Skyrocketing Demand:

"Cobalt is the most expensive raw material inside a lithium-ion battery.

That has long presented a challenge for the big battery suppliers — and their customers, the computer and carmakers. Engineers have tried for years to craft cobalt-free batteries. But the mineral best known as a blue pigment has a unique ability to boost battery performance.

The price of refined cobalt has fluctuated in the past year from $20,000 to $26,000 a ton.

Worldwide, cobalt demand from the battery sector has tripled in the past five years and is projected to at least double again by 2020, according to Benchmark Mineral Intelligence.

This increase has mostly been driven by electric vehicles. Every major automaker is rushing to get its battery-powered car to market. Tesla’s $5 billion battery factory in Nevada, known as the Gigafactory, is ramping up production. Daimler aims to open a second battery plant in Germany soon. LG Chem makes batteries for General Motors at a plant in Holland, Mich. Chinese company BYD is working on huge new battery plants in China and Brazil.

While a smartphone battery might contain five to 10 grams of refined cobalt, a single electric-car battery can contain up to 15,000 grams."

There is more - much more - read it, and understand just what this brilliant new industry that is being touted as the answer to, or at the very least, a significant answer to global warming is all about. Simply pushing the button on your iPhone, or turning the key on your sparkling new electric car, similar to that those that politicians and others are rushing to buy, apparently to prove their "earth-caring credentials," does not make the questionable origins of the raw materials on which they depend, disappear.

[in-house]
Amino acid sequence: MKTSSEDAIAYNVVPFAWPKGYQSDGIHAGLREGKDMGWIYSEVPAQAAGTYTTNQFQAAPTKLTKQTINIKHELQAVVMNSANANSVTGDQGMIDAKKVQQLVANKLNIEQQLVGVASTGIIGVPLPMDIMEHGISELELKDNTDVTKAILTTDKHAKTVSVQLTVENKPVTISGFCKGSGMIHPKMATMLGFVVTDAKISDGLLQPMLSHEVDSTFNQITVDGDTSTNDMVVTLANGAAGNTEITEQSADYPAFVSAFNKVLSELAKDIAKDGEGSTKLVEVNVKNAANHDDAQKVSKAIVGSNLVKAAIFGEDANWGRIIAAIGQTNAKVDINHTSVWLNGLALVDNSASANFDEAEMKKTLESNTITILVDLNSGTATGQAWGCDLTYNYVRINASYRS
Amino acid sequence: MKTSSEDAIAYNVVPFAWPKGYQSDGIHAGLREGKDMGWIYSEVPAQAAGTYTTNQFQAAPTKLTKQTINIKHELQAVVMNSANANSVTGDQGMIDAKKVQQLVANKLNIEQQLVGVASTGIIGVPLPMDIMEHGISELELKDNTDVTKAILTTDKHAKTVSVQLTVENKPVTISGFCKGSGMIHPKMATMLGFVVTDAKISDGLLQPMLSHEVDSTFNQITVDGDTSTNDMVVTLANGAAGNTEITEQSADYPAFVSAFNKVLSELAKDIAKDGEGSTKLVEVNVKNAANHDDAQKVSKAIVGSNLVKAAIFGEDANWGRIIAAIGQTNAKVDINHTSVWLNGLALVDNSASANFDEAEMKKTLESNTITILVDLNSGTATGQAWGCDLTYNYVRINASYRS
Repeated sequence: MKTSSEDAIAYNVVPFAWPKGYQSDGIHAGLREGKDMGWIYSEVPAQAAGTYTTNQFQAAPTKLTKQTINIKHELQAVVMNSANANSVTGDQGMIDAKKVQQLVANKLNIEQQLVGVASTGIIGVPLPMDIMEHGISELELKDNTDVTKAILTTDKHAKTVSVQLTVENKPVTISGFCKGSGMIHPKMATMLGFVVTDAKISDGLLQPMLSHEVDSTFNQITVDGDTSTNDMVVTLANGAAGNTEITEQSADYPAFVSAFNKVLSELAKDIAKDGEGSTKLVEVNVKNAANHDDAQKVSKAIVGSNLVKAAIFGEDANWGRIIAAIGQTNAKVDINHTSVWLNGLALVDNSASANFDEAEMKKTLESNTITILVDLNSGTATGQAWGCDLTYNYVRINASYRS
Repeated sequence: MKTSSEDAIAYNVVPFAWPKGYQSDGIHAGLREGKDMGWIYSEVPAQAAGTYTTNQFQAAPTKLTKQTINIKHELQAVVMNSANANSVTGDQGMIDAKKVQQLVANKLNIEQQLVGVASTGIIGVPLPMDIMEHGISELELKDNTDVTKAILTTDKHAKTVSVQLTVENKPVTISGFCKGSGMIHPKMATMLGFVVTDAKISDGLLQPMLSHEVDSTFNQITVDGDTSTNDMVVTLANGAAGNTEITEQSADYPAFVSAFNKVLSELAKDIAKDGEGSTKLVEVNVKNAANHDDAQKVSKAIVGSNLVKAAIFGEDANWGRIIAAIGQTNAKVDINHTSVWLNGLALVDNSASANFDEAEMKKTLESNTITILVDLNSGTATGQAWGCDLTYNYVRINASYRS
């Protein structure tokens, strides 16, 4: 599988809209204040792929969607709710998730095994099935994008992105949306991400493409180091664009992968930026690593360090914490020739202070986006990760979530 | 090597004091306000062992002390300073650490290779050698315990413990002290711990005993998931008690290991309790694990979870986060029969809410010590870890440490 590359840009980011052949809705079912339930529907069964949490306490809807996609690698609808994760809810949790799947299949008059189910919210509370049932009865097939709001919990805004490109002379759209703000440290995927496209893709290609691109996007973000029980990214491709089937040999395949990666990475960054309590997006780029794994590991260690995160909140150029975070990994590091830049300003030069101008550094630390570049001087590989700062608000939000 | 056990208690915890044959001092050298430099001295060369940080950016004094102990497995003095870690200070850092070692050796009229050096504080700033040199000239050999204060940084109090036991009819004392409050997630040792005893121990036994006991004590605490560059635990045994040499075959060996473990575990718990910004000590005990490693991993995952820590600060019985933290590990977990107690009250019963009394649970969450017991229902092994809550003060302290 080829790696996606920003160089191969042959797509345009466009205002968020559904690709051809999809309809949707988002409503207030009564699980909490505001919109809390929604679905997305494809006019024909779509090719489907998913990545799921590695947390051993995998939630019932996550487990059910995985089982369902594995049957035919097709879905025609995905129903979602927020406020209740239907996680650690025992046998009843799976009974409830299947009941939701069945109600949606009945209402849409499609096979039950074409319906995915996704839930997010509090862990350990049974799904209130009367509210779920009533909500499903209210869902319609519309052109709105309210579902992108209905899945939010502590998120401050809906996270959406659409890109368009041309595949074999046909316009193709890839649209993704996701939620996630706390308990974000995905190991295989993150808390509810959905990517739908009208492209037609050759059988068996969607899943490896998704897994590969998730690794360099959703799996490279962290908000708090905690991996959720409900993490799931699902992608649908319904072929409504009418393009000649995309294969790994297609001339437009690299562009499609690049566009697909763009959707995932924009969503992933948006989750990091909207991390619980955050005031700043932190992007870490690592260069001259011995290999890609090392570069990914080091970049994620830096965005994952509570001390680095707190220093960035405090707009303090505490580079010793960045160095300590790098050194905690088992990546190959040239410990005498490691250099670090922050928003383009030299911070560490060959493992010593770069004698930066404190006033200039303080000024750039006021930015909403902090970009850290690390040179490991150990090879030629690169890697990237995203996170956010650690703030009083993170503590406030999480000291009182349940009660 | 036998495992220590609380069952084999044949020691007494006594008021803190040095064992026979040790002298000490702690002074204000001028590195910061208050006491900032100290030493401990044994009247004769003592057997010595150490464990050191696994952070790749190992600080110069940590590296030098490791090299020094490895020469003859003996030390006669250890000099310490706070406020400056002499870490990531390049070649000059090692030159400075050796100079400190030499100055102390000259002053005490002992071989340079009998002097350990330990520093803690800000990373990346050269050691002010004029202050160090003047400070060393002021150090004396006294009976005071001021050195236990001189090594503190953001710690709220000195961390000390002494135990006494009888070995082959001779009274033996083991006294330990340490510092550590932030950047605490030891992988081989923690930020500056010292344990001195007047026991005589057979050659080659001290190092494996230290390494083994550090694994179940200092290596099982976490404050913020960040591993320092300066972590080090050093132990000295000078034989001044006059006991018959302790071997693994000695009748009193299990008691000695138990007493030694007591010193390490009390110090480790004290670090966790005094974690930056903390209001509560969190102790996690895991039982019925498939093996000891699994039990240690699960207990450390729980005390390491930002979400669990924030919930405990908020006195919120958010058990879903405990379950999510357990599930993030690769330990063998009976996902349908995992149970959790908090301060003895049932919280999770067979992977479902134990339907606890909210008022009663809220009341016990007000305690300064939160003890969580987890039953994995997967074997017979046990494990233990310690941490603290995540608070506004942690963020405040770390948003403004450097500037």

Every action has a re-action - even in such an apparently benign action as getting behind our Council's promotion of electric car technology - some would say, an action born mainly from ignorance, or worse, 'the blind leading the blind.'

I could print an equally disturbing report on the Bolivian lithium, and Chinese graphite industrys, but this is probably enough for the moment. The old adage of "be careful what you wish for" applies equally in both cases. 

No, I remain a sceptic of the electric car industry, and its surrounding hoop-la! Not the least because of the likely need to keep carbon based generation available to meet the marginal power demand that results from car charging.

It is not that electric cars are not, on balance, a desirable commodity, just that a little balance and awareness is equally desirable. 




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Reader Comments (3)

I am conflicted on the transition to electric cars. NZ is better placed than almost any other nation to reduce emissions because most of our electricity comes from renewable sources. But those who see it as a panacea miracle cure for climate change globally are deluded .

Transitioning from a century old fossil fuel global transport system will take decades. Norway leads the way and may ban fossil fuel vehicles by 2025. Even under the most optimistic scenarios Norway will not be all electric until 2035. Meanwhile .....

"While renewable energy is growing rapidly, a full transition to a renewable energy economy is still decades away. Projections from the U.S. Energy Information Administration (EIA) suggest continued heavy dependence on fossil fuel energy as late as 2040. That is a recipe for climate disaster if we are supposed to reduce carbon emissions worldwide by 80 percent by 2050 in order to maintain a livable planet."